In which a veteran of cultural studies seminars in the 1990s moves into academic administration and finds himself a married suburban father of two. Foucault, plus lawn care.
My local school board continues to impress me. Last night the gym at TB's school was partitioned right down the middle: science fair on one side, school budget election on the other. Get the parents to show up for their kids' science fair projects, and by the way, have them vote. (I brought TG in the booth with me, and had her press the 'cast vote' button. TW did the same with TB. Model those habits early!) Since these elections typically come down to parental turnout, it's a savvy move.
These people are not stupid. Though I would have picked a day other than April 15 to ask the voters to approve a tax increase.
TB and TW put together a pretty nifty science fair project. It was about how continents form, and how the shifting tectonic plates give rise to mountains and volcanoes and earthquakes. He picked out a red display board - since it reminded him of lava - and wrote every word that went on it. For a
visual aid, he had a couple of pounds of uncooked rice in a tupperware cake pan, with play-doh 'continents' on top of the rice. By smushing the continents together, he could get one to break - causing ridges or mountains - or get one to go under the other, approximating 'subduction' which leads eventually to volcanoes (since the continent that goes under is melted by the heat at the middle of the earth).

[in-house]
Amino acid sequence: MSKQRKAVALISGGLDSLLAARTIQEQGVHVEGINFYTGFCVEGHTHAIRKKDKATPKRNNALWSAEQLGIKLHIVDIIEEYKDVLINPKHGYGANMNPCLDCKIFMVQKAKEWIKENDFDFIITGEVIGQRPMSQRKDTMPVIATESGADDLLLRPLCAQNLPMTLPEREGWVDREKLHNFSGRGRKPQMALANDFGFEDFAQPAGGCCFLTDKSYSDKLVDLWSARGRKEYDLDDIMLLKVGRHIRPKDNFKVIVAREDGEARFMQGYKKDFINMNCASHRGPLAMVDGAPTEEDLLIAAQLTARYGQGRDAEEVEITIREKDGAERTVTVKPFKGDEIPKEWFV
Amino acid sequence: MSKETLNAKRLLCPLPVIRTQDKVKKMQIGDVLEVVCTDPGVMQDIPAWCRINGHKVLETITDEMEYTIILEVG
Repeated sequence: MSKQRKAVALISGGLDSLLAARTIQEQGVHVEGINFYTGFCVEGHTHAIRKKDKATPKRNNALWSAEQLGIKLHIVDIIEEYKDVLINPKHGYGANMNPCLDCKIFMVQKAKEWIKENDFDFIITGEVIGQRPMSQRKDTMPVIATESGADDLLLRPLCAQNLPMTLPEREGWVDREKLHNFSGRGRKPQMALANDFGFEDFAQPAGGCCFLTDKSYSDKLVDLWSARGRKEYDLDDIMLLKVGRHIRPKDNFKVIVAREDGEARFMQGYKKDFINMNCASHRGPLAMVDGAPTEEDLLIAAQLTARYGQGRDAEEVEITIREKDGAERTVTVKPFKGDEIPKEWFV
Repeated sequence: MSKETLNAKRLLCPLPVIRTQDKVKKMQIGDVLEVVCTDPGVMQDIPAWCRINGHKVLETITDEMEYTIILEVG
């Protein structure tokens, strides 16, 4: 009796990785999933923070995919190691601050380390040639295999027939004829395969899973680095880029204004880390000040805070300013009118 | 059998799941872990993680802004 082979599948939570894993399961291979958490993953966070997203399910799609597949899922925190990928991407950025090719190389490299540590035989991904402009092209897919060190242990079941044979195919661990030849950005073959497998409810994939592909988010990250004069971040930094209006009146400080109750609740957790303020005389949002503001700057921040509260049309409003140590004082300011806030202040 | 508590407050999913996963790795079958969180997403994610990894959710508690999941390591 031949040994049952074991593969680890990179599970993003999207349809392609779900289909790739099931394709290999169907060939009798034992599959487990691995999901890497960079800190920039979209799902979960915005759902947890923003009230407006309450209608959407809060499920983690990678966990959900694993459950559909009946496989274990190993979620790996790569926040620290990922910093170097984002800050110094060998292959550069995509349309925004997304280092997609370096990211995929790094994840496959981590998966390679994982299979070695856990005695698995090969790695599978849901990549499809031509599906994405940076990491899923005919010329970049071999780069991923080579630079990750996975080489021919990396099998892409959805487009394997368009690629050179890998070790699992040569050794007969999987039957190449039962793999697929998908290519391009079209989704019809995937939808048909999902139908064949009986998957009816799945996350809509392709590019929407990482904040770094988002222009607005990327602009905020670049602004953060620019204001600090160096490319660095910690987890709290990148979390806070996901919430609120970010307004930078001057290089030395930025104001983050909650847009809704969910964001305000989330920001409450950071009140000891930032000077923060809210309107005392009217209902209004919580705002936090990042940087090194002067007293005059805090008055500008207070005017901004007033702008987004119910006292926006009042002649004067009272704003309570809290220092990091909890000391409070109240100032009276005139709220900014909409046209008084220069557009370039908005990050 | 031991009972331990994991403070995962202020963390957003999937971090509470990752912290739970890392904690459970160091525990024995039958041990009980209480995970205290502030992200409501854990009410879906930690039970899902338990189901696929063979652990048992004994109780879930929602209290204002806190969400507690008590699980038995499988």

For a while, it became The Project That Ate Pittsburgh. At one point, in exasperation, TW declared to TB "when you win the Nobel Prize, you'd better thank me." Earnestly, TB responded "I will, and then we'll go to dinner!"
Details are everything. The first version used sand instead of rice, but the sand stuck to the play-doh, turning it all beige, and contributing to an aesthetically displeasing "kitty litter" effect. And using two different colors of play-doh for the clashing continents made the effect much more
TB chose this topic himself, since it combines two of his favorite things: earthquakes and volcanoes. He did some background reading, and even discovered some fun facts. (Did you know that Mount Everest gets two inches taller every year? I didn't.) And by showtime, he could give a lucid, accurate, and gratifyingly poised explanation of how tectonic plates shift, and why it matters. He even gave a presentation to his class, utterly unfazed by public speaking. That's my boy!
From looking at the other projects, this year's theme was baking soda volcanoes. There were also plenty of crystal-formation experiments, and several having to do with eggs. The cleverest was a demonstration of how a Zamboni works. The kid (and parents) brought in a block of ice in a cooler.
They used a round pizza slicer to cut grooves in the ice, like hockey players' skates do. Then they used a squeegee to wipe off the shavings. They used a baster to squirt warm water on the surface of the ice, then used the squeegee again to remove the excess. I had to give credit for not just doing yet another baking soda volcano.
(There seems to be a faddishness to some of these things. Last year, tornadoes-in-soda-bottles were big. I didn't see any of those this year.)
A few of his friends were there, little siblings in tow, so TB was in his glory. TG mostly hung around me, though she did play with the little siblings a bit.
As it ended, we went out to dinner to celebrate. It wasn't anything grand, but I could see TB basking in the realization that this was about him. When you're six, the whole family going out to celebrate what you did is a Very Big Deal. And rightly so. We could tell it was a big night when we got home
and he went directly to bed without even trying to wheedle an extra story or two. The poor kid was wiped.
Not bad for a Tuesday.